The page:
Try brightening things up with a lamp or natural daylight through the windows.
6) Make the most of your breaks
Use the time to get up, stretch, and move around to help clear your mind.
7) Change your position
Sitting still or standing for long periods can make you feel tired. It’s also not best for you ergonomically.
Try working in a stretch or adjusting your body positing periodically.
8) Stay hydrated
Fatigue can be a symptom of dehydration and dehydration can make it more difficult to concentrate.
As a healthier alternative to caffeine, try a glass of water.
9) Keep a stash of healthy snacks
Healthy snacks can help keep your blood sugar and energy levels steady. Avoid over sugary snacks that lead an energy crash hours later.
Instead, look for foods with a mix of protein, complex carbs, and healthy fats such as:
- trail mix
- hard boiled eggs
- fruit and nuts
- raisins and peanuts
- fruit and peanut butter
- veggies and humus
- Greek yogurt
- beef jerky (without the added sugar)
10) Avoid large meals
Heavy meals can slow down your metabolism and make you feel sluggish. Try eating a lighter breakfast and lunch.
13) Take a shower
If you can steak it in during a break, nothing is like a quick shower which can refresh and recharge you.
15) Keep it on the cool side
A warm room can lull you to sleep, especially after lunch. Try a cooler room temperature.
16) Open a window
Sometimes a little fresh air may do the trick…
17) Take a power nap
A quick snoozer during a work break or over lunch can do wonders.
Sleep experts say it’s best to keep your naps under 15-20 minutes so you don’t wake up in a brain fog. Also, set an alarm so you’re not late for anything.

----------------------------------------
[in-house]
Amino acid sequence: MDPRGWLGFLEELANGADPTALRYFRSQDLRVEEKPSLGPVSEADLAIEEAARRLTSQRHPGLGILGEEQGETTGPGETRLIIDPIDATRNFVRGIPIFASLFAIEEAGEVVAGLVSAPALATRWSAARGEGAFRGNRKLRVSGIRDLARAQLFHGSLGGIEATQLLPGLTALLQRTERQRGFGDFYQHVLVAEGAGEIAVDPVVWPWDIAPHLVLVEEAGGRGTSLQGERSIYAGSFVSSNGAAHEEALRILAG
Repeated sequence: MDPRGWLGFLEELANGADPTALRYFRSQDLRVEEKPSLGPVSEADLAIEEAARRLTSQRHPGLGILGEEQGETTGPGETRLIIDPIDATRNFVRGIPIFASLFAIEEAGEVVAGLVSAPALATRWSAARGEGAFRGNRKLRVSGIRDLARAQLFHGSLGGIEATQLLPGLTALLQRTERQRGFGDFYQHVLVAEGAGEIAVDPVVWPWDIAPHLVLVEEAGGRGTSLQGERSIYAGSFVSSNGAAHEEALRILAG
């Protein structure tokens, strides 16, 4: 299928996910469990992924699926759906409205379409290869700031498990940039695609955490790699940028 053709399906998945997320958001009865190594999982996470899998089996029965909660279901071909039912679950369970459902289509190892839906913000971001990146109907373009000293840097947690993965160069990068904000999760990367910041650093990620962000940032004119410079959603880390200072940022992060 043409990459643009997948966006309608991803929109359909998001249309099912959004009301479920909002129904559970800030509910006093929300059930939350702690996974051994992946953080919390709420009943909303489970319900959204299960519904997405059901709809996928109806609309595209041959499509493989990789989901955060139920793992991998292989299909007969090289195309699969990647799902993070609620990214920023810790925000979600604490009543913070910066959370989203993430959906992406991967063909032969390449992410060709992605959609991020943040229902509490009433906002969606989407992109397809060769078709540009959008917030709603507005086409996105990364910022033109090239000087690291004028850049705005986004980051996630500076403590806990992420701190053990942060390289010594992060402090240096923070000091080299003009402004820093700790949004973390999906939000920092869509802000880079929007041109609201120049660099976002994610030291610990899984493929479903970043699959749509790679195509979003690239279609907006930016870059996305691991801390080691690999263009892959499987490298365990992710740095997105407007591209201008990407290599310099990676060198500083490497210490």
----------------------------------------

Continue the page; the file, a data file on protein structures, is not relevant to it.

19) Meet when you’re naturally more alert
If possible, morning larks may want to schedule most of their meetings earlier in the day. Likewise, night owls might want to stick the afternoon.
Another idea is to schedule your most monotonous class for when you’re most alert.
20) Try a change of scenery
Mixing things up a bit with a change of scenery can help.
Things you didn’t think of could be why you can’t stay awake in online meetings
There’s along list of things that can cause daytime fatigue including poor sleep.
Some things to think about are:
1) Underlying health issues
One of the reasons you could be struggling to stay awake at work is because something going on with your body.
Some health issues directly linked to day time fatigue are:
- anemia (iron deficiency)
- under active thyroid
- coeliac disease
- chronic fatigue syndrome
- too much calcium in your blood (hypercalcemia)
2) Mental health challenges
Stress, anxiety, and depression can leave you feeling drained. They’re also linked to poor sleep.
And it turns out that people who sleep poorly are more at risk for stress, anxiety, and depression. If you’re not careful, you can get in a vicious cycle where more of one leads to more of the other.
A type of counseling known as cognitive behavioral therapy (CBT) has been found to be effective for both anxiety and depression. It focuses on changing thinking and behavioral patterns.
Did you know some commonly used meds can make it harder to stay awake?
The list includes:
- allergy meds
- anxiety meds
- muscle relaxants
- heart meds
- prescription pain meds
Other things you should be doing
If you’ve tried everything you can think of and you’re still struggling to stay awake for online meetings, there’s still hope.